The day I returned to work after maternity leave was TOUGH to say the least. I remember waking up extra early to make sure I had everything I needed for my 12-week-old daughter’s first day of daycare. I felt like I was as prepared as I could have been.
Extra clothes, check. Diapers, check. Sleep sack, check!
The infant room had enough cribs for each baby to nap. There were quite a few tears on my part as I dropped her off (although she handled it like a champ). When I returned at the end of the day to pick her up, the providers gave me her daily food, diaper and nap log.
She had taken a few 20 minute naps and one 30 minute nap. As the days went on, the naps continued to be very short at daycare. It was a rare day that I’d see a nap reach an hour long
And this is something that is so common with babies at daycare. Daycare naps can be super super short. Is there anything you can do to help make daycare naps longer?
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How Long Should Naps Be at Daycare?
As a Pediatric Sleep Coach, I can tell you that the ideal length of a nap should be between an hour and a half to 2 hours long. This goes for both babies and toddlers. In a perfect world, each nap would last 1.5 – 2 hours, both at daycare and at home.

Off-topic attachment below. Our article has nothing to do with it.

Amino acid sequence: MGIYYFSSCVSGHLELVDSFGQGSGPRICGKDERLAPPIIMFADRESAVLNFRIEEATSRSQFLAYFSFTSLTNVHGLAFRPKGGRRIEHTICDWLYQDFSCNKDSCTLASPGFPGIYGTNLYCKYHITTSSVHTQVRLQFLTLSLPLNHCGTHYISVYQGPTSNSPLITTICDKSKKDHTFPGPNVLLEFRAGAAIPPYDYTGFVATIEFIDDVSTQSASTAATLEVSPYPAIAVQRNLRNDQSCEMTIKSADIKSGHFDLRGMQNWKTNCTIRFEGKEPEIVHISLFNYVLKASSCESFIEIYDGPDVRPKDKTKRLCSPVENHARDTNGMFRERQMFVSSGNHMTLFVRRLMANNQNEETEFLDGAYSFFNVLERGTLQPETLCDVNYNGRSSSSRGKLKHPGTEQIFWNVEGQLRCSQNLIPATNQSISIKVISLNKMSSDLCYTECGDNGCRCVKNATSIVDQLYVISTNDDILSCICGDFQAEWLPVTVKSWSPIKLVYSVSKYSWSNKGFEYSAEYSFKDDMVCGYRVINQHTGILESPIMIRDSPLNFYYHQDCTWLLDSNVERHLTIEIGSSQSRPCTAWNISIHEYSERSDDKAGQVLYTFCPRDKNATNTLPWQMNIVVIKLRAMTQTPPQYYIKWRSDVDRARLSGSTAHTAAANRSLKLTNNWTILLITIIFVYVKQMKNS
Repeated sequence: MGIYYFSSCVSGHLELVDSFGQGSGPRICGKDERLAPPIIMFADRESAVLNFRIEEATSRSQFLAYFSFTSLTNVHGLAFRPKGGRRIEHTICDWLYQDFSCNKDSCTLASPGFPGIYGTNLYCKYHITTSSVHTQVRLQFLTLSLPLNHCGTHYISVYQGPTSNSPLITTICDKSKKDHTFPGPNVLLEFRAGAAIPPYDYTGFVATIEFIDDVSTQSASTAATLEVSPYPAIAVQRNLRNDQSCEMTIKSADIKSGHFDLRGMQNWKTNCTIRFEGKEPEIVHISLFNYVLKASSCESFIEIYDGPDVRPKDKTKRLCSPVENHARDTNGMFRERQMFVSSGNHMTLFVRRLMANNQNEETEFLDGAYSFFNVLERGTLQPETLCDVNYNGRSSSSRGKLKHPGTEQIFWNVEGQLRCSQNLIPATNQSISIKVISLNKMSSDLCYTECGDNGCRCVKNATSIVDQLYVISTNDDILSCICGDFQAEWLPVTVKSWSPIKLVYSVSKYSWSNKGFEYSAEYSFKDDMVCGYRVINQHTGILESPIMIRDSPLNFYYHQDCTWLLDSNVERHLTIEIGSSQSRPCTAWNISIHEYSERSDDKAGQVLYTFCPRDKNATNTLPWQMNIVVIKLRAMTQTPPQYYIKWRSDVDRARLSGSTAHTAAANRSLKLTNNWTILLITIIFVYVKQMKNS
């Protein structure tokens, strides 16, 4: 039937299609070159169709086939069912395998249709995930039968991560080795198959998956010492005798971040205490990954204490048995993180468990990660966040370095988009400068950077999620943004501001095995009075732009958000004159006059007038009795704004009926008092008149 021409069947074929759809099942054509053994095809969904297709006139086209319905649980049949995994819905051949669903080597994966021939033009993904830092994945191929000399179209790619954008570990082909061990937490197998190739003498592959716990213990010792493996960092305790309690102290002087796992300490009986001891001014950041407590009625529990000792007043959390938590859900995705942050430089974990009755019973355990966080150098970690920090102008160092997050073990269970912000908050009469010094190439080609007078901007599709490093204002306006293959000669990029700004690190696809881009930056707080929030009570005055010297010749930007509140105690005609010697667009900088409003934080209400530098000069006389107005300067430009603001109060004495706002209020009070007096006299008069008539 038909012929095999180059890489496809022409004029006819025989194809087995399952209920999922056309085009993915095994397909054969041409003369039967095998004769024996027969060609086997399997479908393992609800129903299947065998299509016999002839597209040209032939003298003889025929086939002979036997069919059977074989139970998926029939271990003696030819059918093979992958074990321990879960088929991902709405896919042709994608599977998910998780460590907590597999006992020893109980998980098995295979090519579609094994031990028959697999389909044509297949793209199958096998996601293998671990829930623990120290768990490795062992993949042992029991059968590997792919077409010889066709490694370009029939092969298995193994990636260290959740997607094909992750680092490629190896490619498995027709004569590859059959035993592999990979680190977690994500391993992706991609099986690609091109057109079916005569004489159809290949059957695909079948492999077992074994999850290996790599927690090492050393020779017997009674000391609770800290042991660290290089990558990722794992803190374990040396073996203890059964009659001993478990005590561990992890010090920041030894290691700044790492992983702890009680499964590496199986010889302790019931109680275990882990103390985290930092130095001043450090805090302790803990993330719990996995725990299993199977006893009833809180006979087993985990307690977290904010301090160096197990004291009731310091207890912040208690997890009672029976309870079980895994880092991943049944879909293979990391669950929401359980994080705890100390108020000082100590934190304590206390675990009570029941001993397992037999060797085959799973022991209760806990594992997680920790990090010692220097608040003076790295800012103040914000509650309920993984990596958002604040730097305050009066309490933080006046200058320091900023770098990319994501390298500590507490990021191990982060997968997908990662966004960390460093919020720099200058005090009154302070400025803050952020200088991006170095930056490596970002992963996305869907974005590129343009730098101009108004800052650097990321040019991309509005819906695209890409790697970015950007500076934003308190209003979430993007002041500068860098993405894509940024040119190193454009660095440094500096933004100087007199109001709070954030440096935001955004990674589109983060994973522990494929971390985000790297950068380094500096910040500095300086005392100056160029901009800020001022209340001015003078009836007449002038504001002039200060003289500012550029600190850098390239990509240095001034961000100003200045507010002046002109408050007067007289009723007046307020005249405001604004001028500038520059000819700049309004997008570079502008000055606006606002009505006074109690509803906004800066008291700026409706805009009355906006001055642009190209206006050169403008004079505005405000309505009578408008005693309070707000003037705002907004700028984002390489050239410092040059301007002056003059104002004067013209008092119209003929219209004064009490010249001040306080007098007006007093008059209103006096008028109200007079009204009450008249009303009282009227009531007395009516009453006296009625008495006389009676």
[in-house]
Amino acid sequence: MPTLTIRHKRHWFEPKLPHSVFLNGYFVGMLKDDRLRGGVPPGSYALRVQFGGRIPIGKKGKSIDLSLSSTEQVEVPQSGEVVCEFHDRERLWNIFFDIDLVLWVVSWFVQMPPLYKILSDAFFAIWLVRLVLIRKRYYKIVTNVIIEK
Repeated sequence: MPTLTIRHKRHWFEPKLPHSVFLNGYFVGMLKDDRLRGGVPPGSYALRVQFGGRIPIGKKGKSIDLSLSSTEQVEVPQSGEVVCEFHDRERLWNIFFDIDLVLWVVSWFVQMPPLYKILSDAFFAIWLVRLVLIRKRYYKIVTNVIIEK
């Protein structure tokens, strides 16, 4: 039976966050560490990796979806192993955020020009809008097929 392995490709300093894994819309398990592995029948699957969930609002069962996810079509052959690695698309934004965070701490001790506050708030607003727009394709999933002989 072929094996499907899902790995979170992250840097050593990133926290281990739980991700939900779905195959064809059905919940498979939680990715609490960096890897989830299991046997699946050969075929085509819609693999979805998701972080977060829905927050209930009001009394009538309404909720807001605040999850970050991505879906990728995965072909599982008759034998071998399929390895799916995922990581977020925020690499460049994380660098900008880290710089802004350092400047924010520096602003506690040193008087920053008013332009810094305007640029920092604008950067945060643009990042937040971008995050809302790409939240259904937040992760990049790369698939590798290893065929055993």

Daycare nap length depends on a variety of factors. If your infant is not sleeping at daycare it could be a result of:
- What the environment is like in the daycare room
- Whether or not the daycare is following your child’s proper awake windows, and
- If your baby knows how to fall asleep independently
Naps at Daycare & the Sleep Environment
The most common age group where I see short naps at daycare is in the infant room (babies under 1 year). One of the reasons babies in the infant room have short naps at daycare is because of the environment. Infants under a year old have vastly different schedules. A 3-month-old cannot handle the same amount of awake time as an 11-month-old.
Which means your baby might be going down for a nap just as another is waking up, being fed, or having a meltdown. Additionally, daycare naps may be shorter because of the noise level. Your daycare may be willing to play white noise while your child is sleeping. So it’s always worth asking to help mask the noises in the room.